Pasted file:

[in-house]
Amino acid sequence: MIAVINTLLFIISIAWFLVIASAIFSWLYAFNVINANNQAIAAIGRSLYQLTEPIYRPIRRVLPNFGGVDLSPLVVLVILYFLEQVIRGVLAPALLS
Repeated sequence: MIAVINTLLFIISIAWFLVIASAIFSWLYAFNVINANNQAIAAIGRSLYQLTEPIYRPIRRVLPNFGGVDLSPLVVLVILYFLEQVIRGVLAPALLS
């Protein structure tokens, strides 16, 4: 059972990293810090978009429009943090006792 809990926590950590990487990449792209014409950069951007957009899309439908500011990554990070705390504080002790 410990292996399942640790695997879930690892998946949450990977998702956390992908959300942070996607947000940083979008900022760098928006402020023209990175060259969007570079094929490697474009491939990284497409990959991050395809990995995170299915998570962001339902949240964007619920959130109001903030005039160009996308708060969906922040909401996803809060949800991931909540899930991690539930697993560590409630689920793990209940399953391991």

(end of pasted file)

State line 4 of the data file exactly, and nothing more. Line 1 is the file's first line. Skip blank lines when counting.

């Protein structure tokens, strides 16, 4: 059972990293810090978009429009943090006792 809990926590950590990487990449792209014409950069951007957009899309439908500011990554990070705390504080002790 410990292996399942640790695997879930690892998946949450990977998702956390992908959300942070996607947000940083979008900022760098928006402020023209990175060259969007570079094929490697474009491939990284497409990959991050395809990995995170299915998570962001339902949240964007619920959130109001903030005039160009996308708060969906922040909401996803809060949800991931909540899930991690539930697993560590409630689920793990209940399953391991």